Headquartered in Nashville, the ERLC also maintains an office in the nation’s capital that works on public policy.

Leatherwood plans to spend the first few months meeting with SBC pastors and leaders, listening to their concerns and connecting with them. He said his role is to come alongside churches — and then to speak into the public square.

He stressed the need to have a close tie to churches and acknowledged that the role has been controversial in the past.

“I have a vision for what I think the ERLC needs to look like,” he said. “But I need to step back and realize this is not a commission that I own. I’ve been given stewardship over it.”  

Author and speaker Dan Darling, a former colleague of the new ERLC chief, called Leatherwood a natural leader, with both the political knowledge and personal skills to do the job well. Darling also said that Leatherwood brings a layperson’s perspective to the job — rather than a pastor’s.

“People love working with him,” he said. “I really think the ERLC is in a good position to succeed.”

Leatherwood, an outspoken opponent of abortion, has clashed in the past with so-called abolitionists who seek to pass legislation ending abortion with no exceptions and who seek criminal penalties, including murder charges, against women who have abortions. That movement has found support among Southern Baptists in Oklahoma and among leaders like Mohler who has said he would support criminal charges for women who have abortions.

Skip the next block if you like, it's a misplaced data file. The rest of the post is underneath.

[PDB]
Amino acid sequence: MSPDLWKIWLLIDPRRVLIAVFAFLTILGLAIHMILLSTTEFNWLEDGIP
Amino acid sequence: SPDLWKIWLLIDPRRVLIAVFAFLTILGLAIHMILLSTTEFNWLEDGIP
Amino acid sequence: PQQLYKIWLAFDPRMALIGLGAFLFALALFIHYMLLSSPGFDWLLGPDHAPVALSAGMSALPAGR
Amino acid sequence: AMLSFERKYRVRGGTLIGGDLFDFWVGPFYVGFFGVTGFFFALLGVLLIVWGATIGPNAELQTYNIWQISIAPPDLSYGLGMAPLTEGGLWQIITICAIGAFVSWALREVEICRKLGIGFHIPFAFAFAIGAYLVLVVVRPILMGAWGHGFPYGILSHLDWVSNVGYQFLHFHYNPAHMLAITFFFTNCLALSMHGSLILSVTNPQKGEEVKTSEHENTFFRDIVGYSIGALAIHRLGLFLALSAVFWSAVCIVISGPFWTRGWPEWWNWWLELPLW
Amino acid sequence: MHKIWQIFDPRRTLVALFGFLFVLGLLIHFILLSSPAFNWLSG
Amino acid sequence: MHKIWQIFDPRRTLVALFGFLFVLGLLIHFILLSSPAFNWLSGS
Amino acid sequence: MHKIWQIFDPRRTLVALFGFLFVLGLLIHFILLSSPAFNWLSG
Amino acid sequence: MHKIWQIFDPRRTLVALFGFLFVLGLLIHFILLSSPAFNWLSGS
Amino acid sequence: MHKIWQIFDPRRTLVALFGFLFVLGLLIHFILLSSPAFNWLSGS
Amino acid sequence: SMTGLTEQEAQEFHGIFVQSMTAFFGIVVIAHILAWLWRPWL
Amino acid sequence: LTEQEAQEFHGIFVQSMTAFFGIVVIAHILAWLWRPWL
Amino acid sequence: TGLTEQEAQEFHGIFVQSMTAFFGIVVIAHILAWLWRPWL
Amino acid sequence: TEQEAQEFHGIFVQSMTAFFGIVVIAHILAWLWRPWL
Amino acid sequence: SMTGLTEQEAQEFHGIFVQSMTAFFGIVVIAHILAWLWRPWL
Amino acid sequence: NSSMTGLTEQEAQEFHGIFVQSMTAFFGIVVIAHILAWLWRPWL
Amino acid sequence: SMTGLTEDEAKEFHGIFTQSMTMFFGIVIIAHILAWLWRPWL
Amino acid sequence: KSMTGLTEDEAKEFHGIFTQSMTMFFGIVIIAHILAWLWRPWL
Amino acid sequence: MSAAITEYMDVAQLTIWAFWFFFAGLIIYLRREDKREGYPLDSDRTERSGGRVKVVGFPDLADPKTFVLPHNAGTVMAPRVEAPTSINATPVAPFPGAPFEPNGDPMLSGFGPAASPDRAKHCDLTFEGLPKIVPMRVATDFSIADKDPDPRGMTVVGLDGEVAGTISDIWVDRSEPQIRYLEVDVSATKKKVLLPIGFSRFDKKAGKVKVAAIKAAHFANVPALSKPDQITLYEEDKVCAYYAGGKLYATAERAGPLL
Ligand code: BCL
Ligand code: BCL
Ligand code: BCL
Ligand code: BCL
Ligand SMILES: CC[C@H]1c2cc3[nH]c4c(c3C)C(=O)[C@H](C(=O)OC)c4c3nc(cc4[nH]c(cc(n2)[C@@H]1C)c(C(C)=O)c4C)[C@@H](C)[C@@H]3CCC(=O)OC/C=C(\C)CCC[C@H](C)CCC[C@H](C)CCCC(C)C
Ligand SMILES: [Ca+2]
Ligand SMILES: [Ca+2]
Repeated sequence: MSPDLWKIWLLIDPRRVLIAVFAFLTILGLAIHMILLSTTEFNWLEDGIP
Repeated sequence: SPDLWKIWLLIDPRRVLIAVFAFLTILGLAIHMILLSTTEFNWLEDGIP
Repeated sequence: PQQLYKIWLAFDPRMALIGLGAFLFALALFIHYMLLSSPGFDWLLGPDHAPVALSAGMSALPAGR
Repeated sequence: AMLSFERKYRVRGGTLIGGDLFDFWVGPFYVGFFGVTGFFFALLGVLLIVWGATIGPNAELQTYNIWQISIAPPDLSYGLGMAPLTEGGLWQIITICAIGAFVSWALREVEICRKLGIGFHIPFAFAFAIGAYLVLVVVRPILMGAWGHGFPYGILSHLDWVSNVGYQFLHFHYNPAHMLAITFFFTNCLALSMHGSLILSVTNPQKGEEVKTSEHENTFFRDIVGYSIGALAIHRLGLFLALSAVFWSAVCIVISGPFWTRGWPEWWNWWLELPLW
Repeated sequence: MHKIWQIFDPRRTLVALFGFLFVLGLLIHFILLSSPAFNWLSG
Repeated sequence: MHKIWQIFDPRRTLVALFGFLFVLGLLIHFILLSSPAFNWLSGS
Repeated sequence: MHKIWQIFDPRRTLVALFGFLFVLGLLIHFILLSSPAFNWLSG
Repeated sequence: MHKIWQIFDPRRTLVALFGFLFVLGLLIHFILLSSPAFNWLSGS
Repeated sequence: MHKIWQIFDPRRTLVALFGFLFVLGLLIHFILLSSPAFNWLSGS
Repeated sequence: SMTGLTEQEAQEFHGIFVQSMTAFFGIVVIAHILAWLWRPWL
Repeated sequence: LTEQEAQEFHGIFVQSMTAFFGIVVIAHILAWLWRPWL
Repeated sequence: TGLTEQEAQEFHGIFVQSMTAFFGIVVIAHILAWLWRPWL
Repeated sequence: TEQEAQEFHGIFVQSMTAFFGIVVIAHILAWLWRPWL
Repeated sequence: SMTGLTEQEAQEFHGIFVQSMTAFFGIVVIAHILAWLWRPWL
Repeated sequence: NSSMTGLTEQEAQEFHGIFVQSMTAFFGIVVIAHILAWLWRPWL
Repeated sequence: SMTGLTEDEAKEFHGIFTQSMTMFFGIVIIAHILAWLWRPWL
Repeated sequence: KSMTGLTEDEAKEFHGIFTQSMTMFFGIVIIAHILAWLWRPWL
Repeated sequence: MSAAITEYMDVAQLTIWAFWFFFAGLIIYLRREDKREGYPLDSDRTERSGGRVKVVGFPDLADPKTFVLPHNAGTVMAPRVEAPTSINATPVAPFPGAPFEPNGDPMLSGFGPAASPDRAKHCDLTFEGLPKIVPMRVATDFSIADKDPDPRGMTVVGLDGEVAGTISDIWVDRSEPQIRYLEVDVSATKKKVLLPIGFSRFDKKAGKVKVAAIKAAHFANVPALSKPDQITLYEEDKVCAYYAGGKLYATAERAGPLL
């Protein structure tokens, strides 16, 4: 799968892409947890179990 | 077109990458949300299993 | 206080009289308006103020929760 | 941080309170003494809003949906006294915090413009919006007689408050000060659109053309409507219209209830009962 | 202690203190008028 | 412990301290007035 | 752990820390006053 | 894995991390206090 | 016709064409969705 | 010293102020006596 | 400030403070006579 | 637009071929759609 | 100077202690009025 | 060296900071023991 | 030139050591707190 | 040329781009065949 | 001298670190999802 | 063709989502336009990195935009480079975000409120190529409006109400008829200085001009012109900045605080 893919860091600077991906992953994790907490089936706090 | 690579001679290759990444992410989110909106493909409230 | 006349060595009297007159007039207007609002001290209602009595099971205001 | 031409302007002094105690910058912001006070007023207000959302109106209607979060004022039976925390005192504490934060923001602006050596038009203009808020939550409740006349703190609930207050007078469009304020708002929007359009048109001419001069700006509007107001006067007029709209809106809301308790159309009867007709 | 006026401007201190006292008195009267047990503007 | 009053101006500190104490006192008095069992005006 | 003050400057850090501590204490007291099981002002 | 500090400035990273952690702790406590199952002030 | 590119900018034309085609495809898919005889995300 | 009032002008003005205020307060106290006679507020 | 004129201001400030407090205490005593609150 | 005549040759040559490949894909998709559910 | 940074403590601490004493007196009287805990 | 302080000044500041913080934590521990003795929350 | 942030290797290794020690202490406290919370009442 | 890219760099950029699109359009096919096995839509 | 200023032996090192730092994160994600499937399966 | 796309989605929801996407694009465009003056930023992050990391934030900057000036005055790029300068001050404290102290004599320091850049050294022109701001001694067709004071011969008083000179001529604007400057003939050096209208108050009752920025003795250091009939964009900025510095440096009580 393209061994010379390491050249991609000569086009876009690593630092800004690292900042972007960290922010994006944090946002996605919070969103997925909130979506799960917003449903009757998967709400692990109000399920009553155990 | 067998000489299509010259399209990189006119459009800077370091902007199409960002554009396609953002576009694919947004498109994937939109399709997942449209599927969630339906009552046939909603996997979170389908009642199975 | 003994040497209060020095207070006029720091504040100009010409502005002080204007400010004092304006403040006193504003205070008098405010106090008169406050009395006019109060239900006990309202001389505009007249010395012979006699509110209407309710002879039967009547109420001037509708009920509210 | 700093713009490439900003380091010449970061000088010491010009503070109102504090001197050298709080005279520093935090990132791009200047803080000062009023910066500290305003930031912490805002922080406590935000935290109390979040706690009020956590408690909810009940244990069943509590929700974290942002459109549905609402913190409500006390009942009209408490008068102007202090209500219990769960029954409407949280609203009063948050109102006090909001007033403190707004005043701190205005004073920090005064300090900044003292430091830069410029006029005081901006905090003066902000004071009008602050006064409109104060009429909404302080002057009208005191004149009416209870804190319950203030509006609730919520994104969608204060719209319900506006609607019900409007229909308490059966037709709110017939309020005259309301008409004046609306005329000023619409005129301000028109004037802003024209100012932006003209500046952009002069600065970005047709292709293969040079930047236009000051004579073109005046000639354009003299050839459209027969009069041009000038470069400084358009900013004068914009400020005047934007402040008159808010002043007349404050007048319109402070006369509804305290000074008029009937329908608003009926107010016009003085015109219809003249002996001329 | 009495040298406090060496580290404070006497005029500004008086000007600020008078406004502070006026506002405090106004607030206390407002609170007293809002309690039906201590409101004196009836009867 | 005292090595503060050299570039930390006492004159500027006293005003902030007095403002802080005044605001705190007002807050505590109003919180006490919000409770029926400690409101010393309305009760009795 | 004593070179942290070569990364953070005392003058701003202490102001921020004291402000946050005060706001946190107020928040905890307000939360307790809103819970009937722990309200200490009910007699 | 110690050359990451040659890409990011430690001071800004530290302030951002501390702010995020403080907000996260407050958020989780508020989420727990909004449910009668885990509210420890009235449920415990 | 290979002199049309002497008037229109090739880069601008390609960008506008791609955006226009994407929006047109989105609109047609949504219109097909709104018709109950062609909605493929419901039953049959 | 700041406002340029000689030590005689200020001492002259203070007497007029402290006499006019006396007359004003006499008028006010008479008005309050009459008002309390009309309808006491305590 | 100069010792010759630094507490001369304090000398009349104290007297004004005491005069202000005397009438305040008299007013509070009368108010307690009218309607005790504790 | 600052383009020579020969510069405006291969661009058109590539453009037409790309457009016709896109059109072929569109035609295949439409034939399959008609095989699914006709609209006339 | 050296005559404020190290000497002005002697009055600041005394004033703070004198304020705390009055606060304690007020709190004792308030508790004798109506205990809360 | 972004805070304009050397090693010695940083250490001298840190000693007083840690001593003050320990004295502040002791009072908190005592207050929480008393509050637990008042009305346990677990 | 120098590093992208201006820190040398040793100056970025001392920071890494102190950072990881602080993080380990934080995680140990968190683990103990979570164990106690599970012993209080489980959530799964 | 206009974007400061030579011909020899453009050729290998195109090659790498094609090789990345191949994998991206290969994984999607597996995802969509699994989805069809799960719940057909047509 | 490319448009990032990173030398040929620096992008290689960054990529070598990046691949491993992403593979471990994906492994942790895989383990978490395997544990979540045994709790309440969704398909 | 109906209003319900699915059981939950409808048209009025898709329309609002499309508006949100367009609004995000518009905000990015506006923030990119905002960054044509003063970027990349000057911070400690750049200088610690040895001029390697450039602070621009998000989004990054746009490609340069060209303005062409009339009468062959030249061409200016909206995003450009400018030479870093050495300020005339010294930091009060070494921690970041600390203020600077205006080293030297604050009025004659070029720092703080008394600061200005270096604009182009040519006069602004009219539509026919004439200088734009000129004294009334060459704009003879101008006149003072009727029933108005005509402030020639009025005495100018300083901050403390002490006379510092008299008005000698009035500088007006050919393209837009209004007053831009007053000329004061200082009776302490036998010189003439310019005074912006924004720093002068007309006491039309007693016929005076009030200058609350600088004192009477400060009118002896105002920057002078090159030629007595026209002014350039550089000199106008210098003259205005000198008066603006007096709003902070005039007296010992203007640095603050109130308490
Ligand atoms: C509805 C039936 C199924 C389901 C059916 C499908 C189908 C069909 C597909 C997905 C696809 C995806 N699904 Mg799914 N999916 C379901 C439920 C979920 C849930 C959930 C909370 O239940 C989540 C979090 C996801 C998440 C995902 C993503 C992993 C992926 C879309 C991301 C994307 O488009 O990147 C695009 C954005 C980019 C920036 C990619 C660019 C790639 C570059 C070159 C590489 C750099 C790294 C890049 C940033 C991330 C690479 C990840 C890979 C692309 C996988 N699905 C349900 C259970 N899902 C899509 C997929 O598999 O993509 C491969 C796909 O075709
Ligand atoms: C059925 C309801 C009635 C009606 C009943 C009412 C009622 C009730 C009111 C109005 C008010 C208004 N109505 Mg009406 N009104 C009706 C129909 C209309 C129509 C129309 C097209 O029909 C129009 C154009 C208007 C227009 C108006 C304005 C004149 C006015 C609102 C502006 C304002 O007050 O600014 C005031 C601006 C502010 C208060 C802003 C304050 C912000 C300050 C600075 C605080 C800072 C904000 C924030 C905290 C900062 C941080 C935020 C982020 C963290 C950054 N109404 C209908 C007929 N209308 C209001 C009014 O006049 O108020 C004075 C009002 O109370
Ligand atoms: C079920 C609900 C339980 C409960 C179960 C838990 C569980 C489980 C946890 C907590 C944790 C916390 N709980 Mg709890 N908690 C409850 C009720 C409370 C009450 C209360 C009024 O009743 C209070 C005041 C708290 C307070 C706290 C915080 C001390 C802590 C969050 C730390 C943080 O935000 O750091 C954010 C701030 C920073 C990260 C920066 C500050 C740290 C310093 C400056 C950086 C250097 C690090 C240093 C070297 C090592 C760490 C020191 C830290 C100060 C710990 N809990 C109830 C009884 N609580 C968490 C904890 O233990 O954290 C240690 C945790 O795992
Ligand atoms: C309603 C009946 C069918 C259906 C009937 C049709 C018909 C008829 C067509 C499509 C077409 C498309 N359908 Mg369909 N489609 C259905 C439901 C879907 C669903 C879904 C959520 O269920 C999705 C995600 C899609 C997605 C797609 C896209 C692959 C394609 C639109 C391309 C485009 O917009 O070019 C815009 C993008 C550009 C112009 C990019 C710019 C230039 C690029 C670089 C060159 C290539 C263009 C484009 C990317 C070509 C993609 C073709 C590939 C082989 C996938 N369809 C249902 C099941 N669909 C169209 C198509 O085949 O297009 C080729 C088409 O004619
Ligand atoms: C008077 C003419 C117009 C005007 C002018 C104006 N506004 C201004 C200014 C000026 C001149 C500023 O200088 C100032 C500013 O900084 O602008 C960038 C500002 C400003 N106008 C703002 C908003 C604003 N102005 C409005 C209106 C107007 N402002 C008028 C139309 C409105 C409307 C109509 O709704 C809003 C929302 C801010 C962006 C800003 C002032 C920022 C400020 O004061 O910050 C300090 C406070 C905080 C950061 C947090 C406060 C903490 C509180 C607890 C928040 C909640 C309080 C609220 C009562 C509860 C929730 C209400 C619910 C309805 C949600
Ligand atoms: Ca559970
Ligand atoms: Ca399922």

A group of Christian groups that oppose abortion wrote to state legislators earlier this year opposing such penalties, drawing the ire of abolitionists.

“We state unequivocally that we do not support any measure seeking to criminalize or punish women and we stand firmly opposed to including such penalties in legislation,” the letter read.

That led abolitionists like Florida pastor and failed SBC presidential candidate Tom Ascol and Oklahoma pastor Dusty Deevers to criticize the ERLC and Leatherwood’s leadership.

In 2021, Southern Baptists passed a resolution calling for the complete abolition of abortion, over the objections of the resolutions committee. But a proposed resolution that included calls for criminal penalties failed to reach the floor of the annual meeting in 2022.

“We simply want abortion abolished by establishing equal protection both for all our preborn neighbors from conception, and for women who are tragically coerced into abortion so they will not be viewed the same as those who willfully murder their preborn children,” said Deevers, an Oklahoma Baptist pastor and outspoken abolitionist.